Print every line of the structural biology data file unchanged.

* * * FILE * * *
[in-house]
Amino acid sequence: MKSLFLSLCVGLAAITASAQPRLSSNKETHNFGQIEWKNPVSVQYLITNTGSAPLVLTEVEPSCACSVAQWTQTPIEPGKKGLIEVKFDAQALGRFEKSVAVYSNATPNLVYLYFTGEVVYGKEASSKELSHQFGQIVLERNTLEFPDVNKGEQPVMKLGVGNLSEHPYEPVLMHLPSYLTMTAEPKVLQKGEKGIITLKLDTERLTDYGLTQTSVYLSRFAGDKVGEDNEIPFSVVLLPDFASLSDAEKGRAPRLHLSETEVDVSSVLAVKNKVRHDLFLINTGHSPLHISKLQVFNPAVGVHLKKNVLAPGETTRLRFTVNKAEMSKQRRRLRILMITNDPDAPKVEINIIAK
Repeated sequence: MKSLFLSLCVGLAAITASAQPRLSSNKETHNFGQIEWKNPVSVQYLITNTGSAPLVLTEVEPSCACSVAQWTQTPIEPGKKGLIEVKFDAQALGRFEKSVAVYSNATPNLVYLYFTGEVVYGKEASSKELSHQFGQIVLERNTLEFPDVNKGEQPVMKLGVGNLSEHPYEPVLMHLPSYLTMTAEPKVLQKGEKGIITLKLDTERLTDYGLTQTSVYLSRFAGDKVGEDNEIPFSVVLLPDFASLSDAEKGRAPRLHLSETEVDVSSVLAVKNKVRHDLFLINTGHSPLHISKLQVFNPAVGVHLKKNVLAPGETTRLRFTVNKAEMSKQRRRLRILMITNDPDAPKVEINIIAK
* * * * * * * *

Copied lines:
[in-house]
Amino acid sequence: MKSLFLSLCVGLAAITASAQPRLSSNKETHNFGQIEWKNPVSVQYLITNTGSAPLVLTEVEPSCACSVAQWTQTPIEPGKKGLIEVKFDAQALGRFEKSVAVYSNATPNLVYLYFTGEVVYGKEASSKELSHQFGQIVLERNTLEFPDVNKGEQPVMKLGVGNLSEHPYEPVLMHLPSYLTMTAEPKVLQKGEKGIITLKLDTERLTDYGLTQTSVYLSRFAGDKVGEDNEIPFSVVLLPDFASLSDAEKGRAPRLHLSETEVDVSSVLAVKNKVRHDLFLINTGHSPLHISKLQVFNPAVGVHLKKNVLAPGETTRLRFTVNKAEMSKQRRRLRILMITNDPDAPKVEINIIAK
Repeated sequence: MKSLFLSLCVGLAAITASAQPRLSSNKETHNFGQIEWKNPVSVQYLITNTGSAPLVLTEVEPSCACSVAQWTQTPIEPGKKGLIEVKFDAQALGRFEKSVAVYSNATPNLVYLYFTGEVVYGKEASSKELSHQFGQIVLERNTLEFPDVNKGEQPVMKLGVGNLSEHPYEPVLMHLPSYLTMTAEPKVLQKGEKGIITLKLDTERLTDYGLTQTSVYLSRFAGDKVGEDNEIPFSVVLLPDFASLSDAEKGRAPRLHLSETEVDVSSVLAVKNKVRHDLFLINTGHSPLHISKLQVFNPAVGVHLKKNVLAPGETTRLRFTVNKAEMSKQRRRLRILMITNDPDAPKVEINIIAK